A former soldier who defied federal government and Canadian Armed Forces COVID-19 vaccine mandates says he was close to killing himself before deciding to post anti-vaccine videos on social media and launch a protest march to Ottawa.
Warrant Officer James Topp, who joined the military in 1990 and served overseas in Croatia, Bosnia, Macedonia and Afghanistan, testified Tuesday at his court martial that he felt “cast out and turned away” following his refusal to be vaccinated in November 2021.
“I got to the point where I did not want to live anymore,” he said. “So, I thought about it, and in February 2022 I decided to do something. So, I did.”
Topp, 52, pleaded guilty Tuesday to two counts of conduct to the prejudice of good order and discipline in relation to videos he posted on social media criticizing COVID-19 vaccine requirements for military personnel.
“I need to hear if you formally admit the facts,” Military Judge Cmdr. Julie Deschenes asked Topp. “Are these facts as they are summarized here, accurate?”
Topp, who faces a maximum punishment of dismissal with disgrace, told the start of his court martial in New Westminster, B.C., that he was making his guilty pleas voluntarily.
He testified at the hearing for about 90 minutes, pausing several times to compose himself.
“I had a very hard time with it,” said Topp about the vaccine mandate.
“I felt it was coercive,” he said. “I felt it was done in haste. I felt it was going to open the door on other practices. It didn’t ring right with me.”
The Armed Forces reservist from Vancouver had faced six charges under the National Defence Act over the videos posted in February last year where he criticized pandemic vaccine requirements for military personnel and federal employees.
Topp, a reservist with the Royal Westminster Regiment, appeared in the videos in a uniform for the Princess Patricia’s Canadian Light Infantry, where he previously served.
“The question of why I wore my PPCLI (uniform) was because I had my formative years in the army with the PPCLI,” he said. “They contributed to the type of person that I am. I wore my uniform and made those videos because I believed what was happening to me and others in the military was wrong.”
But senior officers in the Royal Westminster Regiment testified Topp’s public defiance of the vaccine mandates took a toll on the regiment.
“It created a huge problem with morale,” testified Chief Warrant Officer Christopher Henneberry, the regiment’s sergeant-major. “It was demoralizing. It brought a lot of dishonour to our regiment.”
Videos shown at hearing
The two videos, which received thousands of views and comments, were shown during the hearing.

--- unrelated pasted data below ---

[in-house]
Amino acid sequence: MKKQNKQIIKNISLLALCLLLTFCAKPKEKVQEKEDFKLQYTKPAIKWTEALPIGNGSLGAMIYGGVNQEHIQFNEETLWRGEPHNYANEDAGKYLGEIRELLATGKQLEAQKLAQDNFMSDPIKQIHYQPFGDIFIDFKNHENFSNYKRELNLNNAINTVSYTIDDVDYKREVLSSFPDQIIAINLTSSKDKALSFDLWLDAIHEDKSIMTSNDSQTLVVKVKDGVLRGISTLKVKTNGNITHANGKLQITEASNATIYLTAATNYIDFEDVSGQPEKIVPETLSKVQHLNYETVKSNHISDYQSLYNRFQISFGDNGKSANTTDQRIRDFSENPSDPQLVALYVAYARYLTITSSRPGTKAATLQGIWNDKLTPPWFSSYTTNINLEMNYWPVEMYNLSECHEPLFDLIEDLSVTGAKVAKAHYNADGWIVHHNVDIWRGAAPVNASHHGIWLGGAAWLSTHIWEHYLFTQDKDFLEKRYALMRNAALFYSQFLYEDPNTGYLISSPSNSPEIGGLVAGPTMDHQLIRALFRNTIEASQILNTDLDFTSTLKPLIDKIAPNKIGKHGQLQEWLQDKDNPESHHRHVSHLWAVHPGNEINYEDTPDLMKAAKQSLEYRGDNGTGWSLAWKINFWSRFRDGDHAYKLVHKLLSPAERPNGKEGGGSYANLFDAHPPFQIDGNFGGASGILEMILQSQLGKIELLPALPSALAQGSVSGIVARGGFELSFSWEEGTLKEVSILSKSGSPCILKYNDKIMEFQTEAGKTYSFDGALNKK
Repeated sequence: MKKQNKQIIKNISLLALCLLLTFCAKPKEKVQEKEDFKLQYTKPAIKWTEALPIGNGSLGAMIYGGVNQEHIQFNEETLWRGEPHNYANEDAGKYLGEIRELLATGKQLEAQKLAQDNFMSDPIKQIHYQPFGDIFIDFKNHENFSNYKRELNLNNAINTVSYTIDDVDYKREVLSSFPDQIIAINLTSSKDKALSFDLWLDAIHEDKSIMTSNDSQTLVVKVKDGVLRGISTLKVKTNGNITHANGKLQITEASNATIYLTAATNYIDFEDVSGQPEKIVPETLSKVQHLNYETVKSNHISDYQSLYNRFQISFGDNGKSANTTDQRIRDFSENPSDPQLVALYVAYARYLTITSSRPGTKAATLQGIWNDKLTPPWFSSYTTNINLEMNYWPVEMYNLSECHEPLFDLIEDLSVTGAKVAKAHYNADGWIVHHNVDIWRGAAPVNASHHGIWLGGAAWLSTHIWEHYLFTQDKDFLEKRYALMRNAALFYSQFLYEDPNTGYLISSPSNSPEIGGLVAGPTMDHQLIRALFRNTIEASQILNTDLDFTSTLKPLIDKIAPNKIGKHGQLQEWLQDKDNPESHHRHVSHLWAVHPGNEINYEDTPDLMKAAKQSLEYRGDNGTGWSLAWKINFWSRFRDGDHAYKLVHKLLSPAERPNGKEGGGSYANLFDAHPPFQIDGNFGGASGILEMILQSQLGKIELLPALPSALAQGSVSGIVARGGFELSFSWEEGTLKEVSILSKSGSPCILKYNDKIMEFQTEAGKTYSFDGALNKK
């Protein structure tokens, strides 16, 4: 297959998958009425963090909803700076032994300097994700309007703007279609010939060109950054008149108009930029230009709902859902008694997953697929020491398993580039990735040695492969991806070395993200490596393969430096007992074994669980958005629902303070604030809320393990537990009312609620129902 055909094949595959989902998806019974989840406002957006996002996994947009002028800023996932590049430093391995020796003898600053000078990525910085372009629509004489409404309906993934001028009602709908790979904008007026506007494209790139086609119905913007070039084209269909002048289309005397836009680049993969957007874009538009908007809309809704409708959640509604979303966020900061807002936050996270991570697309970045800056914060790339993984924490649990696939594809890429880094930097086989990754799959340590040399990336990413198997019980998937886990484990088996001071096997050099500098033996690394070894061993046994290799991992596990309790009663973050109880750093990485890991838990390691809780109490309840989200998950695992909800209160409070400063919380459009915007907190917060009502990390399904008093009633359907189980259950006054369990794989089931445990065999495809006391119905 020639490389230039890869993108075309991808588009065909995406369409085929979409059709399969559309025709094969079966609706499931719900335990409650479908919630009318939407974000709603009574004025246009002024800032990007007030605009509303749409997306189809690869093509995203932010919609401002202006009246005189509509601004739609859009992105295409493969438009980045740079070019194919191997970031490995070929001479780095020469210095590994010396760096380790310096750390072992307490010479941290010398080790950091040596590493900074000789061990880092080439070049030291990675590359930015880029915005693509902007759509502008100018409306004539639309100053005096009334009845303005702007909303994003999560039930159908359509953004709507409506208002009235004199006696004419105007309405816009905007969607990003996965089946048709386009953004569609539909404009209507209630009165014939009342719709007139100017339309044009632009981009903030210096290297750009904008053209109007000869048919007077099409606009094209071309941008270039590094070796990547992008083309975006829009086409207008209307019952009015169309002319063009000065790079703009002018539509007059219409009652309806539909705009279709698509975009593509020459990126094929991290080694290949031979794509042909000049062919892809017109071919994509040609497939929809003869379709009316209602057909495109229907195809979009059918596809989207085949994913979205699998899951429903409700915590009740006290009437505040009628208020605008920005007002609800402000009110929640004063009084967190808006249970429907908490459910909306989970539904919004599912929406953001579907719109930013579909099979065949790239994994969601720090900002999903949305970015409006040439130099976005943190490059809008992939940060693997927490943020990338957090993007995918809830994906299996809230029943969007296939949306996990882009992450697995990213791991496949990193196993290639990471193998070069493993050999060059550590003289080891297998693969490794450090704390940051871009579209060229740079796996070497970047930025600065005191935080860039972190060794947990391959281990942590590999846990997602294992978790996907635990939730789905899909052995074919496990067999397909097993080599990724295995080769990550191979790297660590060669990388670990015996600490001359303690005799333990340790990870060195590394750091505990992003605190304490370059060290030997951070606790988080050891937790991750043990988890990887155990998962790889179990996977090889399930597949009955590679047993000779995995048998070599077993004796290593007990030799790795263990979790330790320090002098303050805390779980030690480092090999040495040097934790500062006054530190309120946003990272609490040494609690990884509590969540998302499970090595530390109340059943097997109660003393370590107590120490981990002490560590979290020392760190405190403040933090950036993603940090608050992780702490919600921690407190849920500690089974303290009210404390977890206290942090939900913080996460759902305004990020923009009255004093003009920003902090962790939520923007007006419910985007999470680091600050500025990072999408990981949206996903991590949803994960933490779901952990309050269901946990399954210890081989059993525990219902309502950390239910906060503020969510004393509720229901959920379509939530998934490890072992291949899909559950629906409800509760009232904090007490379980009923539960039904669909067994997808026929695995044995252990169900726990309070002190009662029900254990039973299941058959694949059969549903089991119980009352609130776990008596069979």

The court martial heard one of the videos uploaded on social media was taken at a home in Abbotsford, while the second was at a “Freedom Convoy” protest at the Sumas border crossing near Abbotsford.
The regiment’s Lt.-Col. Greg Chan testified that Topp was a senior leader and his opposition to the vaccine mandates clashed with their “ethos to respect lawful authority.”
“His actions served to create a dissonance among members of the regiment and were contrary to the aim of creating and maintaining strong teams based on mutual trust,” said Chan.
The court martial heard that Topp received military briefings about the COVID-19 pandemic and the military’s vaccine policy but he failed to attest to his vaccine status.
Topp testified his life was at a low point in November 2021. He was suicidal, suspended from his public service job at the RCMP and working as a tow-truck driver in Hope, B.C.
But he decided to speak out, which resulted in the video and a march to Ottawa, where he was supported by many of the organizers of the “Freedom Convoy.”
“I knew exactly what I was doing and why. I was prepared to weather the consequences of it,” Topp said.
He embarked on a months-long walking journey from Vancouver to Ottawa and arrived in the capital in July of 2022.
Topp’s sister Eva Kouwenhoven testified at the court martial, saying her brother was “backed into a corner” but his march and his public campaign “brought people together.”
Lawyer Rory Fowler, a retired lieutenant-colonel who now specializes in military law, said in an interview that Topp has been given the chance to state his case, while other Armed Forces members have not.
“Warrant Officer Topp got to defend himself and got the opportunity, even though he pleaded guilty, got the opportunity to resolve this matter before a court martial,” Fowler said. “There have been other members of the Canadian Forces who did something similar … who were not given an election for court martial.”
The hearing continues on Wednesday.
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